Where’d the Internet Go?

doug_thompsonBy Doug Thompson

The Internet got Blanche Lincoln an opponent in the Democratic primary for U.S. Senate. That’s a big deal, I acknowledge. However, it’s been a mixed blessing at best for the guy it helped find.

Other than that, I haven’t seen much that’s new or interesting out of the Internet in the whole 2010 primary election season, one of the busiest and most rabid in many a year.

It’s as if MoveOn.org got Lt. Gov. Bill Halter in this race, then the Web just lost interest.

Or maybe it’s just become part of the background noise. When everybody’s Twittering, what’s new?

We have a year in which there are 22 Republicans running for Congress in this state. Most are political unknowns. Most need something new and interesting to distinguish themselves. Almost all of them have well-run, polished Web sites. None in a crowded race has emerged from the pack, and it appears that most of the races will boil down to the same old name recognition contests they would have boiled down to if the Internet didn’t exist.

Here’s my point: As a money-raising tool, the Internet possesses proven, enormous power. As a vote-getter, however, it’s not so great because everybody has parity now. Everybody’s doing the e-mails.

Therefore, the Internet — the supposed great leveler of campaigns that was to give everybody a shot — has done the exact opposite. It further increases the power and influence of money. If a lefty (or rigthty, or whatever) Web site runs an article on you and carries a link to your campaign Web site’s contribution page, some lefty (or righty, or whatever) will give you money.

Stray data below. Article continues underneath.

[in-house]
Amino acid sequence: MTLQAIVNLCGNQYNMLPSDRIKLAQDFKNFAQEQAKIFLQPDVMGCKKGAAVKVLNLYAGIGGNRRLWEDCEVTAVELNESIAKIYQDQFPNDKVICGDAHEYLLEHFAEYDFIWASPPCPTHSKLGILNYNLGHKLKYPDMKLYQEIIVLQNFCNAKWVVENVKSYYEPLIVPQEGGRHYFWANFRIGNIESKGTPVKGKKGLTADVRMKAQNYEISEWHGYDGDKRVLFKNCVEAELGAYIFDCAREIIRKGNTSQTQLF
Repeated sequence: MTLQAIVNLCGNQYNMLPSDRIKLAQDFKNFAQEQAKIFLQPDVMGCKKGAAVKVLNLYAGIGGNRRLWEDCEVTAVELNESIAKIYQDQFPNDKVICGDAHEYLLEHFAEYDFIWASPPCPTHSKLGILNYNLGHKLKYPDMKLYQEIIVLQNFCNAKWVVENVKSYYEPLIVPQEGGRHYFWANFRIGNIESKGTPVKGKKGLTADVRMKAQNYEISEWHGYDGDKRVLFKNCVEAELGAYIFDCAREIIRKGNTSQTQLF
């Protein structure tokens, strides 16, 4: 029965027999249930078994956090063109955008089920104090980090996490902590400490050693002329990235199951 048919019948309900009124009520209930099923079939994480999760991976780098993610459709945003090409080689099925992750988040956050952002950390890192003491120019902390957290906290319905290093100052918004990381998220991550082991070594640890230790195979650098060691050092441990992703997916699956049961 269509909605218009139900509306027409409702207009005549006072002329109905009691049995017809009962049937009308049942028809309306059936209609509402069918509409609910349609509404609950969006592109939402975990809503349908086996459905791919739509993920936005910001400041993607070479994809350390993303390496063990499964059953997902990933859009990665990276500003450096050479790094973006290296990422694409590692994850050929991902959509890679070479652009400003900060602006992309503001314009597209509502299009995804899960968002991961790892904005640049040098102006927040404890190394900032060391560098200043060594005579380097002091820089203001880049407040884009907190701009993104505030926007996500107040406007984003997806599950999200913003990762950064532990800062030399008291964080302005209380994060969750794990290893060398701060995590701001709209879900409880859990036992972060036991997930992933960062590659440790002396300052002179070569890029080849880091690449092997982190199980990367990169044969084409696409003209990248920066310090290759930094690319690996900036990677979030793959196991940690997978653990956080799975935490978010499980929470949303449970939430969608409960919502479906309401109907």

Carrying the logic a little further, the Internet makes the polarization of the country and its two major political parties much, much worse. Nuts and zealots who’d give money to anybody espousing their position can find you and donate with a few clicks of the mouse.

I realize I’m generalizing from one election year in a small Southern state, but I appear to be on pretty solid ground here. Yes, Halter got his real “seed money” from labor, a traditional liberal Democratic source. However, he’s received more than $2 million at last count from liberals all over the country who don’t know him from Adam.

The whole thing begs the question of whether $2 million is worth being branded as the candidate of people who live out of state and only heard of you on the Internet — who’ve never even met you, who wouldn’t recognize your voice if you called them on the phone.

At least they’ve seen your picture. Perhaps that will spare everybody embarrassment if Halter ever actually bumps into somebody who gave him $500 once. At least his donor would recognize him.

So far, the best service the Internet has afforded me is the opportunity to stay away from television. If some new attack ad makes the news, I can look at it on YouTube without having to listen to a barrage on the TV until it gets to the one I want.

According to a recent column by Eric Schmidt, Google’s chairman and chief executive officer—whose company has the processing power to know — fully 80 percent of the “news reporting” on the Internet or carried by the Internet contains no original content: none, zero, zip. Of the remaining 20 percent, half comes from newspapers.

I’ve notice a lot since the newspaper I work at went behind a pay wall, which means you can’t read our stuff for free, much less copy and paste it. As I’ve said before, a lot of news at alternative sites simply disappeared. What little there is usually flares up when we publish an account or an opinion somebody strongly disagrees with.

I think this is contributing to the strange muting of the Internet that is my main topic with this column. The newspaper business isn’t providing “free” content anymore. I was reminded of that rather forcefully when a candidate for Congress was told by the newspaper to pull the paper’s editorial endorsement off his official campaign Web site — immediately.

We won’t even let the people we endorse use our stuff for free any more. The free ride is over.

Categories: Legacy Archive